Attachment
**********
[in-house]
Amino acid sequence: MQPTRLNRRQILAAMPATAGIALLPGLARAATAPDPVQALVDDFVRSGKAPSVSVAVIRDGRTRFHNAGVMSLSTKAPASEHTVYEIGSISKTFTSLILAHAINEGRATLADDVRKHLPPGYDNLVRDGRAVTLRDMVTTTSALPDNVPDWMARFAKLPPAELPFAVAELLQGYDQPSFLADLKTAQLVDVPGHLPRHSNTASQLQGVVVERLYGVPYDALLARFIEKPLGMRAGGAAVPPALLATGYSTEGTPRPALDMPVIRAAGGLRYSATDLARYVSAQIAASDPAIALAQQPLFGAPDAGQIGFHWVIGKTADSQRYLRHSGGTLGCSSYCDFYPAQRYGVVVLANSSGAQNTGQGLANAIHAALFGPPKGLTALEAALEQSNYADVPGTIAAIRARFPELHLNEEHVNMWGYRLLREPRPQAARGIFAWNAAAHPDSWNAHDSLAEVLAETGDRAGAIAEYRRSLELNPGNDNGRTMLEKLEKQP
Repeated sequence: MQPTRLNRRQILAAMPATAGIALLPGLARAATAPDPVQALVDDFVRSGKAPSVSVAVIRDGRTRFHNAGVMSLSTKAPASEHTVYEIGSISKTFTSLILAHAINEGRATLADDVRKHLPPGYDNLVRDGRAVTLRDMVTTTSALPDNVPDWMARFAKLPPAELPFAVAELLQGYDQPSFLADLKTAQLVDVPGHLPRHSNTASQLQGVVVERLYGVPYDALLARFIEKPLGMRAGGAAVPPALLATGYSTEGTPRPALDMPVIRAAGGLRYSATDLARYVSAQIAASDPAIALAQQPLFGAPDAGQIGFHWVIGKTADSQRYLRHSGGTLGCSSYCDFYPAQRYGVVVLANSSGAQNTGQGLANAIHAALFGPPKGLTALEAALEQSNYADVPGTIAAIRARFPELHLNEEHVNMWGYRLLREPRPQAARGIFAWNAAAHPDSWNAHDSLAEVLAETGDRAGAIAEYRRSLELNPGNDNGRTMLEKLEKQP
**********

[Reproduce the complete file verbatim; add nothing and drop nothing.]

[in-house]
Amino acid sequence: MQPTRLNRRQILAAMPATAGIALLPGLARAATAPDPVQALVDDFVRSGKAPSVSVAVIRDGRTRFHNAGVMSLSTKAPASEHTVYEIGSISKTFTSLILAHAINEGRATLADDVRKHLPPGYDNLVRDGRAVTLRDMVTTTSALPDNVPDWMARFAKLPPAELPFAVAELLQGYDQPSFLADLKTAQLVDVPGHLPRHSNTASQLQGVVVERLYGVPYDALLARFIEKPLGMRAGGAAVPPALLATGYSTEGTPRPALDMPVIRAAGGLRYSATDLARYVSAQIAASDPAIALAQQPLFGAPDAGQIGFHWVIGKTADSQRYLRHSGGTLGCSSYCDFYPAQRYGVVVLANSSGAQNTGQGLANAIHAALFGPPKGLTALEAALEQSNYADVPGTIAAIRARFPELHLNEEHVNMWGYRLLREPRPQAARGIFAWNAAAHPDSWNAHDSLAEVLAETGDRAGAIAEYRRSLELNPGNDNGRTMLEKLEKQP
Repeated sequence: MQPTRLNRRQILAAMPATAGIALLPGLARAATAPDPVQALVDDFVRSGKAPSVSVAVIRDGRTRFHNAGVMSLSTKAPASEHTVYEIGSISKTFTSLILAHAINEGRATLADDVRKHLPPGYDNLVRDGRAVTLRDMVTTTSALPDNVPDWMARFAKLPPAELPFAVAELLQGYDQPSFLADLKTAQLVDVPGHLPRHSNTASQLQGVVVERLYGVPYDALLARFIEKPLGMRAGGAAVPPALLATGYSTEGTPRPALDMPVIRAAGGLRYSATDLARYVSAQIAASDPAIALAQQPLFGAPDAGQIGFHWVIGKTADSQRYLRHSGGTLGCSSYCDFYPAQRYGVVVLANSSGAQNTGQGLANAIHAALFGPPKGLTALEAALEQSNYADVPGTIAAIRARFPELHLNEEHVNMWGYRLLREPRPQAARGIFAWNAAAHPDSWNAHDSLAEVLAETGDRAGAIAEYRRSLELNPGNDNGRTMLEKLEKQP